Wishing a Happy Passover to all of our friends who celebrate the holiday. May you find joy in the celebration, whether you are celebrating new traditions or old ones, with family or friends.
Tom returned from a contentious mediation session with his soon to be ex-wife Marta regarding custody of their two boys. Angry and frustrated, Tom vented to his “friends” on Facebook and tweeted negative comments about Marta. A week later he posted pictures of his new girlfriend and his boys despite an agreement with Marta that they would not post pictures of their children on social media. Mediation broke down, in large part because Marta no longer trusted Tom to keep his word. Through mutual friends and discovery, Marta was able to obtain Tom’s social media postings and used them as evidence during their trial.
It may seem like common sense, but if you are thinking about divorce, going through a divorce, or are divorced with minor children, you need to think twice before posting or tweeting on social media. Hess Family Law recommends suspending all use of any social media during the divorce process.
If you are not willing to suspend your social media usage, then at least take precautions when using social media by checking your privacy settings and limiting the people you don’t know from viewing your posts.
You should also limit what you post. If you bad mouth your spouse not only does it make it more difficult to reach an amicable agreement but it makes it more difficult to co-parent and you might lose the ability to share joint custody. One way to determine if a post or tweet should be sent is whether or not you would want your children to see it. If the answer is no, don’t post or tweet it.
Arguing your case on social media will not win your case and could damage it. While your post that highlights why you should have custody and why your spouse should not may garner you sympathy from your friends, it may also backfire if brought to your spouse’s or the court’s attention.
If your case is litigated, the Judge will look at objective and subjective factors when making a determination. Negative comments made on social media may not weigh in your favor because they may show poor judgment and poor decision making abilities, two qualities that are important for parenting and co-parenting. You may also appear as a bully, which will not weigh in your favor.
Ask yourself if your spouse could misinterpret a post. While it may seem harmless to you, will they feel attacked or find a way to use it against you? Also, resist the urge to check in or post every time you go out. Again, your spouse can use this as evidence against you.
If you have an agreement to not post pictures of your children on social media without your spouse’s consent, don’t do it. Violating the terms of an agreement, even if it seems minor to you, could have serious consequences. If your spouse or the court have evidence that you don’t follow court orders, or that you don’t keep your word, then your spouse may be awarded more of the responsibility because you are not reliable or trustworthy, or credible.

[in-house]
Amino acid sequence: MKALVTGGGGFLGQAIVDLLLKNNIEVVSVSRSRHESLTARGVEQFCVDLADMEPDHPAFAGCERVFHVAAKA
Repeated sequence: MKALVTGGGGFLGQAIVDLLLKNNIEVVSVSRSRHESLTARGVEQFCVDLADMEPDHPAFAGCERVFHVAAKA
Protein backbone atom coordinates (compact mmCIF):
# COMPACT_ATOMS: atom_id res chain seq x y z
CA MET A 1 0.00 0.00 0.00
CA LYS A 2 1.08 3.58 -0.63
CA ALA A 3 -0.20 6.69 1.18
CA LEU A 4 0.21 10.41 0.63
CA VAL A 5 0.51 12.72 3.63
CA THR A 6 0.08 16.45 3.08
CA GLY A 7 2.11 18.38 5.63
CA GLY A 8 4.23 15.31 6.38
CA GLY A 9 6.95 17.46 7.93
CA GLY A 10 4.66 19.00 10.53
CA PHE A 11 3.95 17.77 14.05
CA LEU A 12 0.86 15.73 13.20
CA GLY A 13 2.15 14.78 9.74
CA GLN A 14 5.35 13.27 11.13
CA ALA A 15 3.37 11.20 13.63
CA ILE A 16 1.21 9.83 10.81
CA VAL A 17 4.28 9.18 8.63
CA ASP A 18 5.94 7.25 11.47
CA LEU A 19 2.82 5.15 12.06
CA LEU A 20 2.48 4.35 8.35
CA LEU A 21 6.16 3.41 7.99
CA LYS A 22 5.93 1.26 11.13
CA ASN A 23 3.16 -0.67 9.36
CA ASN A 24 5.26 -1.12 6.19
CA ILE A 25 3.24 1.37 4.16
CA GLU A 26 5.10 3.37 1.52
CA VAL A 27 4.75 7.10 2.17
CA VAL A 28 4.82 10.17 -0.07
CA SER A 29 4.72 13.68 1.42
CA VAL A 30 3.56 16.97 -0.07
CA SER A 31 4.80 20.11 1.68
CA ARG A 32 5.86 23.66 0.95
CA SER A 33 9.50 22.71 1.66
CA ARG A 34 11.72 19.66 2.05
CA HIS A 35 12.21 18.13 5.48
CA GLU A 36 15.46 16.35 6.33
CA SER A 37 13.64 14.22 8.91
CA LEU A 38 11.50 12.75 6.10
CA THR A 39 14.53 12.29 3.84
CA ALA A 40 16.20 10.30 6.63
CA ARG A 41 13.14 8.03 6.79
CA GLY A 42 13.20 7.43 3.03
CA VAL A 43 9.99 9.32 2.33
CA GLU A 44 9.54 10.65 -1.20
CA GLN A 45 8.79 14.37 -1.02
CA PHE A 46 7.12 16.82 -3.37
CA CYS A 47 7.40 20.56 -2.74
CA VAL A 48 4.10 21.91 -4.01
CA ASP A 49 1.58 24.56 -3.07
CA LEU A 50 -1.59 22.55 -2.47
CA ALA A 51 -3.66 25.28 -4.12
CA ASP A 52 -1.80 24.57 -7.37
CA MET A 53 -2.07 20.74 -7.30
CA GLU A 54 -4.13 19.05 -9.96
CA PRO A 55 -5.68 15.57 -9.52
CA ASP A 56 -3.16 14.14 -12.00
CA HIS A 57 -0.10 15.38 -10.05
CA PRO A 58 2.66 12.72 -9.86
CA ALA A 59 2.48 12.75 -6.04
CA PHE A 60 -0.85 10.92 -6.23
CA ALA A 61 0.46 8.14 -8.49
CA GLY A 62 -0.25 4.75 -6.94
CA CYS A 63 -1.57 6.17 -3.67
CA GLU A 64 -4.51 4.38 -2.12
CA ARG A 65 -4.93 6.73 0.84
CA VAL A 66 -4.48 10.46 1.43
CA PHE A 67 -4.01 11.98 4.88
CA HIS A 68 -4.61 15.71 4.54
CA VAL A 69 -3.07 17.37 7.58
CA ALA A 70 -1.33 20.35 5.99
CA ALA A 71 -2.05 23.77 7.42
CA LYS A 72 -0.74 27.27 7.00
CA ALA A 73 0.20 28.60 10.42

If you are concerned that your spouse may use your social media postings against you, the best thing you can do is take a break from social media while your divorce is pending. If this is not possible, then heed the advice above to minimize any negative impact your social media posts or tweets may have on the outcome of your case.
What happens if you file for divorce and properly serve the divorce papers on your spouse, but your spouse does not file a response with the Court within the required time allowed?
You are not stuck, you can still proceed to get divorced in the State of Maryland. You must file with the court a Request for An Order of Default, file an affidavit and proof stating that your spouse is not currenting serving in the armed forces. The proof can be obtained by visting the Department of Defense Servicemembers Civil Relief Act (SCRA) website, and print out your search results. Once the court issues the default you can then request a hearing for divorce and the process can proceed without your spouse. What happens if your spouse suddenly decides to respond and participate? The default is likely to be set aside and the case will proceed with both parties participating. The issues, especially custody and visitation, are so important that Judges don't like to proceed in divorce cases without hearing evidence from both spouses.
There are many reasons why people do not initialy respond to the divorce papers. Sometimes it is denial of the divorce, sometimes it is financial inability to hire a lawyer or figure out how to file without a lawyer, sometimes it is because a spouse is hoping that the matters can be resolved outside of court, with or without the use of an attorney or mediator.
People Magazine reports that although Gwenyth Paltrow filed for divorce on April 20, 2015 her husband, Chris Martin, did not file a response with the Court. Ms. Paltrow now has the option to request that the court proceed on a default judgment. In all likelihood this is a situation where Mr. Martin and/or Ms. Paltrow want to resolve their issues outside of court with their lawyers, mediators and business managers.